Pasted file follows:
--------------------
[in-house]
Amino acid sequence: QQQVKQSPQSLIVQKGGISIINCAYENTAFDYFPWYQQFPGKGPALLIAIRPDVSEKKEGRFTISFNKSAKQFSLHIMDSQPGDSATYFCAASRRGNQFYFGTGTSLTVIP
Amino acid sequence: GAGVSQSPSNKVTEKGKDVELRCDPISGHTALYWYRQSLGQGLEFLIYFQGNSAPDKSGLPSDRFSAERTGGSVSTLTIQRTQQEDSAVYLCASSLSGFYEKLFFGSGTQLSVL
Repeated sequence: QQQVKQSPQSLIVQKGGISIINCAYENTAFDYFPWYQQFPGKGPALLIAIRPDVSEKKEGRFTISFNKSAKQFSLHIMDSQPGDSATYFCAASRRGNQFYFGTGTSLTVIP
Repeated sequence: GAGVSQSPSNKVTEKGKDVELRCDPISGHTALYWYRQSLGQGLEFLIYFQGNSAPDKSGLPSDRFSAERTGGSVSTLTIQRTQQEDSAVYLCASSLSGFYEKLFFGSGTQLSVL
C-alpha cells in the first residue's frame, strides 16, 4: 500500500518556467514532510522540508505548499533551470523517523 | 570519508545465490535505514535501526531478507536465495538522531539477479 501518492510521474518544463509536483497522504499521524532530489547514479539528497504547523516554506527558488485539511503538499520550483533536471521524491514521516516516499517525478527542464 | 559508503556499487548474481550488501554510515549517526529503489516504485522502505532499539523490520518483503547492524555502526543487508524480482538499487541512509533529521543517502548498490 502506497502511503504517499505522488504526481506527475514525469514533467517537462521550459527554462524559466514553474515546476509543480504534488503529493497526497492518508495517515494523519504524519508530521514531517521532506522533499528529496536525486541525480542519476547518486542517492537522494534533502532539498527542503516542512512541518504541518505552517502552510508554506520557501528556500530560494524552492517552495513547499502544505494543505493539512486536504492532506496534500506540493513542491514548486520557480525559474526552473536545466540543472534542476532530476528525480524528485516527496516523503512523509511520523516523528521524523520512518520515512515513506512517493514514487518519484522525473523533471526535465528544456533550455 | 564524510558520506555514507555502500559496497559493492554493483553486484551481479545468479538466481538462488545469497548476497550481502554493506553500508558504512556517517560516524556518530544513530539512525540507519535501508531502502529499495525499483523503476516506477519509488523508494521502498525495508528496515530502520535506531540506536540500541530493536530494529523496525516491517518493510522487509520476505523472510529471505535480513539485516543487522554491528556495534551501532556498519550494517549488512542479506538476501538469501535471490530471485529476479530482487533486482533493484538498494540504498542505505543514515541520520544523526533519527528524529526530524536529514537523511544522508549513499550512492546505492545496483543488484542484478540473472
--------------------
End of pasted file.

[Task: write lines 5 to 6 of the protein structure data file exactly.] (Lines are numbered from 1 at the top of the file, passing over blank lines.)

Repeated sequence: GAGVSQSPSNKVTEKGKDVELRCDPISGHTALYWYRQSLGQGLEFLIYFQGNSAPDKSGLPSDRFSAERTGGSVSTLTIQRTQQEDSAVYLCASSLSGFYEKLFFGSGTQLSVL
C-alpha cells in the first residue's frame, strides 16, 4: 500500500518556467514532510522540508505548499533551470523517523 | 570519508545465490535505514535501526531478507536465495538522531539477479 501518492510521474518544463509536483497522504499521524532530489547514479539528497504547523516554506527558488485539511503538499520550483533536471521524491514521516516516499517525478527542464 | 559508503556499487548474481550488501554510515549517526529503489516504485522502505532499539523490520518483503547492524555502526543487508524480482538499487541512509533529521543517502548498490 502506497502511503504517499505522488504526481506527475514525469514533467517537462521550459527554462524559466514553474515546476509543480504534488503529493497526497492518508495517515494523519504524519508530521514531517521532506522533499528529496536525486541525480542519476547518486542517492537522494534533502532539498527542503516542512512541518504541518505552517502552510508554506520557501528556500530560494524552492517552495513547499502544505494543505493539512486536504492532506496534500506540493513542491514548486520557480525559474526552473536545466540543472534542476532530476528525480524528485516527496516523503512523509511520523516523528521524523520512518520515512515513506512517493514514487518519484522525473523533471526535465528544456533550455 | 564524510558520506555514507555502500559496497559493492554493483553486484551481479545468479538466481538462488545469497548476497550481502554493506553500508558504512556517517560516524556518530544513530539512525540507519535501508531502502529499495525499483523503476516506477519509488523508494521502498525495508528496515530502520535506531540506536540500541530493536530494529523496525516491517518493510522487509520476505523472510529471505535480513539485516543487522554491528556495534551501532556498519550494517549488512542479506538476501538469501535471490530471485529476479530482487533486482533493484538498494540504498542505505543514515541520520544523526533519527528524529526530524536529514537523511544522508549513499550512492546505492545496483543488484542484478540473472